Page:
came away from the conference convinced that we need to strengthen the international human rights framework if we are to realise the internet's capacity for freedom of speech. For this reason I believe we need an international treaty on the internet – not to encourage censorship, but to underwrite freedom of speech. One contributor to the conference suggested that the internet has "globalised the First Amendment".He points out that even in the UK and US, where democracy and freedom of speech are supposedly universal rights,
Unfortunately, this simply isn't true for bloggers in Iran, Egypt, China and elsewhere who have been imprisoned for expressing their views or transmitting information online. Nor is it true for those of us whose searches are blocked, whose downloads are monitored, and whose postings are subject to "take-down" notices without any right of reply.
National legislators are struggling to keep up. Where they do create laws on the internet, they often do so badly, or without regard to the consequences. Section 58 of the Terrorism Act 2000 creates an offence out of downloading material which might be useful to a terrorist. It led to the detention of a junior academic at Nottingham University who was legitimately researching terrorism.The case brought home to (perhaps complacent) UK internet users the extent to which their web use (even on a personal computer, from home) is monitored, for political as well as commercial reasons.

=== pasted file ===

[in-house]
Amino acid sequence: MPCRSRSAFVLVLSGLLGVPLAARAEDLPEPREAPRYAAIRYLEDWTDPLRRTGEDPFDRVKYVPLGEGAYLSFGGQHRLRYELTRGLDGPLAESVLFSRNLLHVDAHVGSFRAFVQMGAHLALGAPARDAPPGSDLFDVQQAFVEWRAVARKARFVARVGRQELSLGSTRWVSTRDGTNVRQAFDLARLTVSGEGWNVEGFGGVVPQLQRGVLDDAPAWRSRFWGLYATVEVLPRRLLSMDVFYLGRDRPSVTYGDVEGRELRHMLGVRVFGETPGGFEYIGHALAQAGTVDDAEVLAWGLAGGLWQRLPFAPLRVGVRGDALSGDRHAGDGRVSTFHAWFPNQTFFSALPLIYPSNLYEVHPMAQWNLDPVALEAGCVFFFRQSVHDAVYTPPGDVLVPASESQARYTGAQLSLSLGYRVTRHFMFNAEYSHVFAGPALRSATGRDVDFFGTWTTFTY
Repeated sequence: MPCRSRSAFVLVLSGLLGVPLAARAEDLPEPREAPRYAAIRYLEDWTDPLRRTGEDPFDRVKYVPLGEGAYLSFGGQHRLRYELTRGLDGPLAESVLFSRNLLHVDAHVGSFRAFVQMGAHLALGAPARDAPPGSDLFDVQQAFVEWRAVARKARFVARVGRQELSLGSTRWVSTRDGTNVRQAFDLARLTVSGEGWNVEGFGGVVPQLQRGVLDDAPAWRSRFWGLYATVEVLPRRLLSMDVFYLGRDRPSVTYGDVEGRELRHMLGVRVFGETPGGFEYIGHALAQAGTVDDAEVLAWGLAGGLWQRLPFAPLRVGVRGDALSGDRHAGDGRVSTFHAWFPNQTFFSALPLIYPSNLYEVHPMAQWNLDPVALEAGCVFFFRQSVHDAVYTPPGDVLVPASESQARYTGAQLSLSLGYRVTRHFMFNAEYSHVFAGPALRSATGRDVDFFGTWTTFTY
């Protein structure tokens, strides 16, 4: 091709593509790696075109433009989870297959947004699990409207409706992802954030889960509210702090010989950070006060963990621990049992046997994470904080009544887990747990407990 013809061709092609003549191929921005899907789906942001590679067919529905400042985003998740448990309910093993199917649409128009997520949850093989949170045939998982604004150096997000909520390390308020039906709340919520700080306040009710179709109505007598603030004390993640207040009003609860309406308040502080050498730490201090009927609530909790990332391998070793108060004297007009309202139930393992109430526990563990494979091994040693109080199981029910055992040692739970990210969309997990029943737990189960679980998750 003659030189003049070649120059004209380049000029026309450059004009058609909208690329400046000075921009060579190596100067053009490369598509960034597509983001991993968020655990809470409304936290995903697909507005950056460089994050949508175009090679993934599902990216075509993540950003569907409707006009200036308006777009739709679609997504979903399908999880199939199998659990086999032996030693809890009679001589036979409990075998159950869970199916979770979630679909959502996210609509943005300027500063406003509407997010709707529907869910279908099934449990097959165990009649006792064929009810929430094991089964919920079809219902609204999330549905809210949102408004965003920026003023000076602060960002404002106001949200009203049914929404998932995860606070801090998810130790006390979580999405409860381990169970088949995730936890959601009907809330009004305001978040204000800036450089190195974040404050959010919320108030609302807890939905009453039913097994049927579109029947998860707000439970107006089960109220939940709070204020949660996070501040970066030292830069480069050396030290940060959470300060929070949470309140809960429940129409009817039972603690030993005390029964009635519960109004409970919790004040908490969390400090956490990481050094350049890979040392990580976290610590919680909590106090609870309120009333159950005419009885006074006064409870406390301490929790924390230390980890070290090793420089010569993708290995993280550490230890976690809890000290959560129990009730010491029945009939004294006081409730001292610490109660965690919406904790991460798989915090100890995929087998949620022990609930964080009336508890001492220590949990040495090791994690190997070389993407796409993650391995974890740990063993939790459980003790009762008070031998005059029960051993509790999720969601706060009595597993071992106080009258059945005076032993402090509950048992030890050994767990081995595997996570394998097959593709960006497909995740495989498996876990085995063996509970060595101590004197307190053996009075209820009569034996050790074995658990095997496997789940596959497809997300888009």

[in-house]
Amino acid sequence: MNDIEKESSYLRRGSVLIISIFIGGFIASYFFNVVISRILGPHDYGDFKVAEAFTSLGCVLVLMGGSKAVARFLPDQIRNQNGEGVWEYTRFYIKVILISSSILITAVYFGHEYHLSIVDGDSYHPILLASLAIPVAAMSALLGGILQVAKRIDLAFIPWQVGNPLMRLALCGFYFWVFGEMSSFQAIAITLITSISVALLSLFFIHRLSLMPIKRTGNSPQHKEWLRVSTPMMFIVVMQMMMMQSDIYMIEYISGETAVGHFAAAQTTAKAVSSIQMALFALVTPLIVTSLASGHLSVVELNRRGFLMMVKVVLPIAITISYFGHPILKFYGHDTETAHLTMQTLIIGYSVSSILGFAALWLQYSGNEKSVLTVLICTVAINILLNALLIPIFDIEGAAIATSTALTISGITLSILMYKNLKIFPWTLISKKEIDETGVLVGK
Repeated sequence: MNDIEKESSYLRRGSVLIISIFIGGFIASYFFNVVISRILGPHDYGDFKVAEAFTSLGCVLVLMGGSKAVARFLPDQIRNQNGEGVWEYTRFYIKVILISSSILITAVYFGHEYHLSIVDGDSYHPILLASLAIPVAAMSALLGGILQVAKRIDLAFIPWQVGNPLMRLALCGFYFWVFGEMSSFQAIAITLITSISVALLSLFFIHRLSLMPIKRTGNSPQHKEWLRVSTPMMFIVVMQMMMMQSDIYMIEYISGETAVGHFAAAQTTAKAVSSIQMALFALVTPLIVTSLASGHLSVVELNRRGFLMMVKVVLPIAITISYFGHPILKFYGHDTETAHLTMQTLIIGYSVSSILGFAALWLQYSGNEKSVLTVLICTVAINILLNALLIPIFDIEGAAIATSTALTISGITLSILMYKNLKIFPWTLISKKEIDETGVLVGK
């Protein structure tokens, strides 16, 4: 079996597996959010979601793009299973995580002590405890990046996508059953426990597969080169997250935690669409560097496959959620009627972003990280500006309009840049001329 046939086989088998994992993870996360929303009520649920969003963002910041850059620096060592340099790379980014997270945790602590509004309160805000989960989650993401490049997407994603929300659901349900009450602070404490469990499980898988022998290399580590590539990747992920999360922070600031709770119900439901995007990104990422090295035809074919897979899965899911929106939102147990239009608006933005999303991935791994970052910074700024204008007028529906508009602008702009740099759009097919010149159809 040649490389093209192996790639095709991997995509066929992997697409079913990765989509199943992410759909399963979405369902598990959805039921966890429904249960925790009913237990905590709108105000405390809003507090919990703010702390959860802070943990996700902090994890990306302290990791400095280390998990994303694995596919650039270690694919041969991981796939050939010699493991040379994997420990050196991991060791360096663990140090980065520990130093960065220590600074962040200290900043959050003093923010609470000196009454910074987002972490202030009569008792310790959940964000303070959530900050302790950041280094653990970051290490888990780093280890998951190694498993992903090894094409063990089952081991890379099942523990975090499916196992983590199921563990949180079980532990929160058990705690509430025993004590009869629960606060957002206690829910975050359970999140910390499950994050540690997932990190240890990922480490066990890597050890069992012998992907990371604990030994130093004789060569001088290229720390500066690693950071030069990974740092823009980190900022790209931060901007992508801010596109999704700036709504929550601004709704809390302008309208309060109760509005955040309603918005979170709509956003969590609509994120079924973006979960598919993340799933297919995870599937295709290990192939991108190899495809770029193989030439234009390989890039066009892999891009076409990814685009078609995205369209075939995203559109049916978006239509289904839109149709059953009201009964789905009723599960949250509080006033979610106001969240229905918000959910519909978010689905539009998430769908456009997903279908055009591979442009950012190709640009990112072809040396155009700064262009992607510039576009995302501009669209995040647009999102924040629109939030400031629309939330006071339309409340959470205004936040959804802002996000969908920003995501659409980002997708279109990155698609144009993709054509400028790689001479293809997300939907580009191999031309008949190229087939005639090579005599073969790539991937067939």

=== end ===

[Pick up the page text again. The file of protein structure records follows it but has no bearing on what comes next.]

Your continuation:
It's a reality that bloggers in the Middle East and China face far more explicitly -- but the internet also gives them a way not only to speak out against censorship, blocking, take-downs, and arrests, but to be heard globally. Global Voices today has statistics on internet use in Egypt from Bloggers Times [Ar], showing (unbelievably) that
the number of internet users in Egypt increased from 650,000 users in 2000 to 9,170,000 users in 2008.Marwa Rakha, who translates the blog, notes that
One in every three people in the sample [of 1,338 Egyptians 18-35] has a blog.and that 89% of them are in favour of an internet censorship law, details unspecified.
There's a contrasting view from blogger Khalid in Bahrain, who writes (in Amira Al-Husseini's translation) hopefully that in the blogosphere:
Writing has become without limits, or outside the scope of being limited. Like Heawood, he believes that
writing today needs a code of conduct, and what is this code? Who will write it? Who will approve it? The government, or the people, or the writers, or the intellectuals, or the clergymen? There will continue to be writings, and these writings will remain outside the restrictions.